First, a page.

Photographs by Mark Slaughter
Hollywood has come to Cincinnati. If you’ve been downtown lately, you may have noticed set lights in front of the Stock Yards Bank, trailers at the Dixie Terminal Buildings, or even cameras near the Clay Wade Bailey Bridge and Arnold’s Bar and Grill.
It’s all for a new film, Marauders, staring Bruce Willis, Dave Bautista, Adrian Grenier, of Entourage fame, and Christoper Meloni, from Law & Order: SVU. Marauders follows a group of bank robbers pursued by FBI agents (Meloni and Grenier). However, the plot becomes more complicated when the agents realize there’s an ulterior motive behind the group’s robberies and murders.
This isn’t the first film to shoot in Cincinnati (Rain Man, Elizabethtown, The Ides of March, and Carol, just to name a few), but it’s still a rare treat to experience movie magic in the Queen City. Even better, director Steven C. Miller has announced that the action won’t just be shot in town; the story will take place in Cincinnati as well.
Marauders will be in Cincinnati until mid-October, and during the next two weeks, there will be numerous opportunities to sneak a peak of the stars, watch some filming, and get a cool story to share with your friends. Some Cincinnatians, including fans at last Wednesday’s Reds game, already have snapped selfies with members of the cast.
The best way to spot an actor is to hang around near the production’s “basecamp,” where all the equipment, actors’ trailers, and logistical services of filmmaking are stored. Because filming sites are generally too cramped to hold all of this essential gear, basecamps are usually set up in empty lots, parking structures, or church lots, putting cast and crew just short van ride away from the filming location.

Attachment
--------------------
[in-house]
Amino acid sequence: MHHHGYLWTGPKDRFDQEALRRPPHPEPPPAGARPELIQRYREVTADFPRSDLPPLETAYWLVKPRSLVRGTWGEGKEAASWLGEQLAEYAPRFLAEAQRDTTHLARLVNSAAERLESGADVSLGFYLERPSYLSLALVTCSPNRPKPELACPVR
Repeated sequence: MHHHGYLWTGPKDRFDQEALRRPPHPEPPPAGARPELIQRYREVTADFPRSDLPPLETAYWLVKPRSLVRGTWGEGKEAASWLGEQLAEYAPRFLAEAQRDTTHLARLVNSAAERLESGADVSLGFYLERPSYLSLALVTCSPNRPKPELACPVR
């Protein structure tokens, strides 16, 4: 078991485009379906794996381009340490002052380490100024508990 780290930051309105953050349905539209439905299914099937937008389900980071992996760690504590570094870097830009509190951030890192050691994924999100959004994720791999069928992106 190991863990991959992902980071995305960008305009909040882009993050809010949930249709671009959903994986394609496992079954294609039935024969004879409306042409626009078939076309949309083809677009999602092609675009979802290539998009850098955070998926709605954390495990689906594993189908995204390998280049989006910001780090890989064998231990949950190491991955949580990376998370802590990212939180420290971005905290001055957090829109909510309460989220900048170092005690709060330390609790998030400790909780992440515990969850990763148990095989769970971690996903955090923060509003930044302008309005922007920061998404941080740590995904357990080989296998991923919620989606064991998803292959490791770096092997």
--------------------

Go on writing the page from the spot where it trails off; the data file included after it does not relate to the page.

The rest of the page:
Finding the basecamp is pretty easy. For starters, there will be bright yellow roadside signs that will have “basecamp” written on them, pointing an arrow in the proper direction. If you’re really lucky, there will be other signs pointing “to set” as well. Since professional film shoots have so many people to coordinate, often in unfamiliar locations, this low-tech, idiot-proof system has been developed to succeed where GPS and verbal directions can fail. Getting everyone to the location on time is critical—even a minor delay costs the production a huge amount of money.
A photographer once told me a simple rule for snooping around sets—don’t be creepy. You usually don’t get to go inside the basecamp, and you most definitely don’t get to bother busy crewmembers or interrupt filming. From a respectful distance, watch, take pictures, and enjoy the magic. If a crewmember or security guard asks you to move, do what they say. Not only will being stubborn ruin the fun for others, it might get you arrested—sometimes the set guards are police officers.
Don’t be afraid to politely chat with crew members when they don’t seem busy. By presenting yourself as respectful fan who just wants to watch from public areas, you never know what doors can be unlocked. I’ve had several great conversations with location managers, grips, and production assistants about their work and have learned quite a few insider tidbits about shows and movies. People working in cinema love what they do and are often excited to share that wonder with everyone.
Take a look at some of Director Steven C. Miller’s Instagram shots of the project: